Clarence Darrow: American Iconoclast

Andrew E. Kersten, Hill and Wang, $28 (320p) ISBN 978-0-8090-9486-8
Relating the life of one of America's most progressive lawyers, Clarence Darrow (1857–1938), Kersten (Race, Jobs, and the War; Politics and Progress) portrays the "Old Lion" as a socially conscious maverick full of contradictions. Born of solid rural Midwestern stock, Darrow started as a real estate, insurance, and collections agent, until his calm, rational style as a lawyer elevated him to prominence. When he moved to Chicago in 1887, he became an influential member of the city's political machine, rubbing shoulders with the rich and powerful. But he eventually left them to become "the attorney for the damned," defending unionists, miners, and other members of the working class, as well as lawbreakers and the poor. Kersten, a professor of history and labor studies at the University of Wisconsin–Green Bay, does not omit Darrow's manic personal life of broken marriages, relationships, and juggling several affairs at once, leaving Kersten to comment: "Darrow lived life fearlessly, sometimes recklessly." In the end, the brilliance and daring of Darrow's legal strategies make this skillful, absorbing biography most riveting, especially with his masterful handling of the controversial Leopold-Loeb case, the unpopular Scopes "monkey trial," and the Sweet case, where a black family defended their home from attacks by their white neighbors. (May)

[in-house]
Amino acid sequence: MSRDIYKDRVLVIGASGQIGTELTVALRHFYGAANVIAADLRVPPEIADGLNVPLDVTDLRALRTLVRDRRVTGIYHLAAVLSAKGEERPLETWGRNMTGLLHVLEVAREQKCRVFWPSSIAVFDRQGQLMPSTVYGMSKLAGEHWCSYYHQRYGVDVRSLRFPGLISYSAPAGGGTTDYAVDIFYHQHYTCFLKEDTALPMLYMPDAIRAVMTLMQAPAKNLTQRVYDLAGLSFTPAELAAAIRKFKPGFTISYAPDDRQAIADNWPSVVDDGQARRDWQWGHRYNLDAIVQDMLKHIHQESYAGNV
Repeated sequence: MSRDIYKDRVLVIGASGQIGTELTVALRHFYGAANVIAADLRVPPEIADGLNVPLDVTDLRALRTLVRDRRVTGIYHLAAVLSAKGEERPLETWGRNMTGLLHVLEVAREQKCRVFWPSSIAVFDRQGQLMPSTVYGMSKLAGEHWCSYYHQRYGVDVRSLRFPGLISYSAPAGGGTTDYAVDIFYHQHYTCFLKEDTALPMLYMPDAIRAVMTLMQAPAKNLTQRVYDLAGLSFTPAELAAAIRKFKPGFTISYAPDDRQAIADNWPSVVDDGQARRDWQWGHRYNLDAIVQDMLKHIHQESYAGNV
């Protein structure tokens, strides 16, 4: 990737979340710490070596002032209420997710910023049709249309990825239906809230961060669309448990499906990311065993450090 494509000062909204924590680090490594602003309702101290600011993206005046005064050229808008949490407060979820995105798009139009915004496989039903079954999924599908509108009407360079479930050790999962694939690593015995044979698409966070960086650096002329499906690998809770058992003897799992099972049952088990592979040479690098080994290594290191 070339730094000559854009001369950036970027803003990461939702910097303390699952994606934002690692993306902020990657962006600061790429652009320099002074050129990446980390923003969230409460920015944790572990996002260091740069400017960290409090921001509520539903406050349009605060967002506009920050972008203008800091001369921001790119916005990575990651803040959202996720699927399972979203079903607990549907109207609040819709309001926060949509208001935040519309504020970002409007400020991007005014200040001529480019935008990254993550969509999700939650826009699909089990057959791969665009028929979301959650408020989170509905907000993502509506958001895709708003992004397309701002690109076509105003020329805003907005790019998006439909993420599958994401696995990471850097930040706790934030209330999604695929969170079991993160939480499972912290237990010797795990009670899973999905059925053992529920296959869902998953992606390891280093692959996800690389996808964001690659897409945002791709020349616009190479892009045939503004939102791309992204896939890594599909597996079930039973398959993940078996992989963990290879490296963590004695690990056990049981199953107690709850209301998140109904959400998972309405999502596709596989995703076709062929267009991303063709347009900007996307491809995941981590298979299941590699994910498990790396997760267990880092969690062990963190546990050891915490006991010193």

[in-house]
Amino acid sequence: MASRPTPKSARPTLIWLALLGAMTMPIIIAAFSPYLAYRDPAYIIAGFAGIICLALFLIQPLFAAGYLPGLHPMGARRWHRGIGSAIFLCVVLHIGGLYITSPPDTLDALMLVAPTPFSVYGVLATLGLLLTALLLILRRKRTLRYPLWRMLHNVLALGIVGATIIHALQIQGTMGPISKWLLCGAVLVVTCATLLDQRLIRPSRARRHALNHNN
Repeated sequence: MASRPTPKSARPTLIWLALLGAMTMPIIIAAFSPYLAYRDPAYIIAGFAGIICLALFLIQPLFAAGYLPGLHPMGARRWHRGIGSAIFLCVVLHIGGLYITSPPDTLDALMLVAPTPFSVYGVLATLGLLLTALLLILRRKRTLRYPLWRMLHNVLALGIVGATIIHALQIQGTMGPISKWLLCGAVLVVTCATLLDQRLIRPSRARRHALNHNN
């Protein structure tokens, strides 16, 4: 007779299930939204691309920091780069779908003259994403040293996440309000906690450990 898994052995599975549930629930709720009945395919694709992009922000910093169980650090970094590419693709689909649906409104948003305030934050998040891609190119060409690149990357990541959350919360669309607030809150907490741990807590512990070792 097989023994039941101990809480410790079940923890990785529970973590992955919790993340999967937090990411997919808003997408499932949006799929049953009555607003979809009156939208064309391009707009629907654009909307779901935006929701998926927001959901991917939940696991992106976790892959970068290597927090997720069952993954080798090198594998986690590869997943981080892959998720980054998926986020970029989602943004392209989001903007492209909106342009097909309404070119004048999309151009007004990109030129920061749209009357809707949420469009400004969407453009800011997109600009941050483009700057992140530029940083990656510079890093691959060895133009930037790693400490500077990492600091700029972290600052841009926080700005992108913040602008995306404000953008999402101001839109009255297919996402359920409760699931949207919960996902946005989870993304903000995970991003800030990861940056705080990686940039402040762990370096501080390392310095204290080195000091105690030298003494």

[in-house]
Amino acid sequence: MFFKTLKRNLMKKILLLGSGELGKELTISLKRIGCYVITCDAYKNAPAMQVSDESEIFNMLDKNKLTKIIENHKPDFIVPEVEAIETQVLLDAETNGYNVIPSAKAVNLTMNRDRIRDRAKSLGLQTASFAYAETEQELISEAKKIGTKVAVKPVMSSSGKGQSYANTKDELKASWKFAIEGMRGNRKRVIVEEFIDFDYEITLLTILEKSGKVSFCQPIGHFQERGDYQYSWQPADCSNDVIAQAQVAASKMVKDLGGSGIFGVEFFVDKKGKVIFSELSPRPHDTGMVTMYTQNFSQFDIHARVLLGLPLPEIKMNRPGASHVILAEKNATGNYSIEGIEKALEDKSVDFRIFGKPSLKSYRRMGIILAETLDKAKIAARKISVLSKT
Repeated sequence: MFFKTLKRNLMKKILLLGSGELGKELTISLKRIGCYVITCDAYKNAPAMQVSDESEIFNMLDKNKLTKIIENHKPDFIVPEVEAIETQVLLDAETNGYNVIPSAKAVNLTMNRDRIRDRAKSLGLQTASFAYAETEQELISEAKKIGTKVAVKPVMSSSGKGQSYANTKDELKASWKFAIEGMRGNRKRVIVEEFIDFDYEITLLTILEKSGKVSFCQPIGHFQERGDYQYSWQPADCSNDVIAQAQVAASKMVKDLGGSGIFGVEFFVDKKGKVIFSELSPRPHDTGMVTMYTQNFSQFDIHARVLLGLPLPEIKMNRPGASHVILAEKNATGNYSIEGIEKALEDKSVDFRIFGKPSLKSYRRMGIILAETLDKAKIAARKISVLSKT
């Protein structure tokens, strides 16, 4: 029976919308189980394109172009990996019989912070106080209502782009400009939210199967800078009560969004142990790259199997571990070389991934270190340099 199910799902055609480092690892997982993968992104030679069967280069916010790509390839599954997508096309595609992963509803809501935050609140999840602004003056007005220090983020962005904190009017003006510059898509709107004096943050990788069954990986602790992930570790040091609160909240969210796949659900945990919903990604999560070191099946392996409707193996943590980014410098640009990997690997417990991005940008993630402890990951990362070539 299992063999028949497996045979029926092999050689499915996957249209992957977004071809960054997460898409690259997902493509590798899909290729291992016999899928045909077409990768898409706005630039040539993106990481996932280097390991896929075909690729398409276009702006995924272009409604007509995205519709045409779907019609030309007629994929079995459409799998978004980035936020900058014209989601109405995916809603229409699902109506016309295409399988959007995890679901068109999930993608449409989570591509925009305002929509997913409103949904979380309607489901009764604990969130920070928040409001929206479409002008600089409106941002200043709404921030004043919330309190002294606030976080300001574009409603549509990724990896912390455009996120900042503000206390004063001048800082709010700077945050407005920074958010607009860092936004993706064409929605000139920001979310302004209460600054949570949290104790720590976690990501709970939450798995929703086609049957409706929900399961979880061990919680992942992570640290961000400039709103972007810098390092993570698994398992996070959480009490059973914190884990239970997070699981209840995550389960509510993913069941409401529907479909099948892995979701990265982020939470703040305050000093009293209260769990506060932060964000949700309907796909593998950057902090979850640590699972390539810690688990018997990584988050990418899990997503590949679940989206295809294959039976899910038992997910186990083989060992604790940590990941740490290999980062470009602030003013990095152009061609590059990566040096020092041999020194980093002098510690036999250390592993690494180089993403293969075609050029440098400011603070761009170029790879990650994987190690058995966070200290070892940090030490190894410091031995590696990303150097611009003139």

Reviewed on: 02/28/2011
Release date: 04/01/2011
Genre: Nonfiction
Open Ebook - 320 pages - 978-1-4299-6136-3
Paperback - 306 pages - 978-0-8090-3479-6
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